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Hysterectomy

Primary author: Juno Obedin-Maliver, MD, MPH

Introduction

Hysterectomy with and without salpingectomy/oophorectomy is considered by WPATH to be a medically necessary component of gender affirming surgical therapy for those transgender men who choose to seek this procedure.[1] It is unknown how many transgender men desire and obtain hysterectomy for the purposes of gender affirmation or in the context of gender dysphoria. In the National Transgender Discrimination Survey, 21% of trans men surveyed had undergone hysterectomy.[2] 58% desired a hysterectomy at some time in the future, and 21% had no desire for a hysterectomy, It is unclear what differentiated individuals who had already undergone hysterectomy from those who desired the procedure in the future, though access to care and financial considerations are likely contributors. Also unclear is how reproductive desires may play into decisions about hysterectomy and or oophorectomy. Furthermore, it is unclear from this study what proportion of these hysterectomies were due to a medically pathologic condition rather than gender dysphoria, since hysterectomy is one of the most common non-obstetrical surgical procedures.

A study of 134 transgender men reported a diversity of indications for hysterectomy, though most procedures were performed for gender affirmation. In that study, 58% underwent hysterectomy because organs were incongruent with current gender identity, 47% for further physical masculinization, 43% to facilitate a change in legal documents, and 37% to avoid future gynecological appointments. However, this same study also noted that for many this procedure was seen as "preventive" in 59%, was performed because of pre-existing medical problems in 26%, specifically for "tumors, cysts, fibroids or endometriosis" in 22% or to stop extreme bleeding and cramping in 22%.[3] Since widespread explicit insurance coverage for hysterectomy for purposes of gender affirmation is both recent and evolving, it is possible that some of the decisions to perform hysterectomy in the setting of pathologic conditions may have been hastened by coexisting gender dysphoria.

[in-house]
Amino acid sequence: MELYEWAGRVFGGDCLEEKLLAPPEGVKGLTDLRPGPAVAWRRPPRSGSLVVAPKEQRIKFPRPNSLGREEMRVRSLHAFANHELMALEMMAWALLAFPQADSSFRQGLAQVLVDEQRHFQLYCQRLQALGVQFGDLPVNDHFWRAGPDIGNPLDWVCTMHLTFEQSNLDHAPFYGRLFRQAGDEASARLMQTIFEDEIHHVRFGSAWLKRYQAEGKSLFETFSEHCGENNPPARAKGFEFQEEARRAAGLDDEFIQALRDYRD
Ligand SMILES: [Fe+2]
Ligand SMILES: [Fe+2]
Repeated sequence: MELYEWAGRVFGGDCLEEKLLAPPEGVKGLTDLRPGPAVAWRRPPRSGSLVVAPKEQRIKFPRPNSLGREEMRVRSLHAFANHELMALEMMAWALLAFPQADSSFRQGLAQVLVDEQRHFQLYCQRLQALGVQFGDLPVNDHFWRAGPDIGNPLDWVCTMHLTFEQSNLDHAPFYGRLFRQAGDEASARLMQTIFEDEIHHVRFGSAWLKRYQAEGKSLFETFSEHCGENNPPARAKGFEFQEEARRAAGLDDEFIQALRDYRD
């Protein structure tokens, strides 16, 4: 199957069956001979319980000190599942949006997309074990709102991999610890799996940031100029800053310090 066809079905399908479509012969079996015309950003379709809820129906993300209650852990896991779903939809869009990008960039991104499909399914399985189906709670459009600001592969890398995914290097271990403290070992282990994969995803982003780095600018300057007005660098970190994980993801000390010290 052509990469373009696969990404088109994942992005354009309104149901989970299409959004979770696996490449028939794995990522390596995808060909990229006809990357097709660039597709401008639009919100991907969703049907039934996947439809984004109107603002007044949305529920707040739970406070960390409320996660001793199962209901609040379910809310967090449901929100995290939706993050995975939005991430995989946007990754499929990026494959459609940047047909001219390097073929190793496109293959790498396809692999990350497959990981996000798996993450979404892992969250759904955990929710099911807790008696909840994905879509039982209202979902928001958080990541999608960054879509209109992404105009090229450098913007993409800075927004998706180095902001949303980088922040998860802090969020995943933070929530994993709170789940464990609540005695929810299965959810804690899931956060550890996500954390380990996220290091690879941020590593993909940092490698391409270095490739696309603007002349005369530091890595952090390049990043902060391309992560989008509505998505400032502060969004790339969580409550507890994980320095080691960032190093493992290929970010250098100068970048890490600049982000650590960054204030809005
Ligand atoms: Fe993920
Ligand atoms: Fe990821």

Surgical approaches

Best practice for the surgical approach to hysterectomy in transgender men has not been studied. Hysterectomy may be performed abdominally, laparoscopically, or vaginally. Based on existing evidence, the American Congress of Obstetricians and Gynecologists has stated that for patients in whom the approach is appropriate, a vaginal approach has the fewest complications and blood loss, quickest recovery, and is the most cost-effective.[4] For transgender men, vaginal hysterectomy has the added benefit of leaving no abdominal scars. Initial data [5,6] support the notion that vaginal hysterectomy is appropriate for transgender men. Many other studies have noted that laparoscopic hysterectomy, the second least invasive form of hysterectomy, is also possible and can successfully be accomplished without additional complications.[7-11]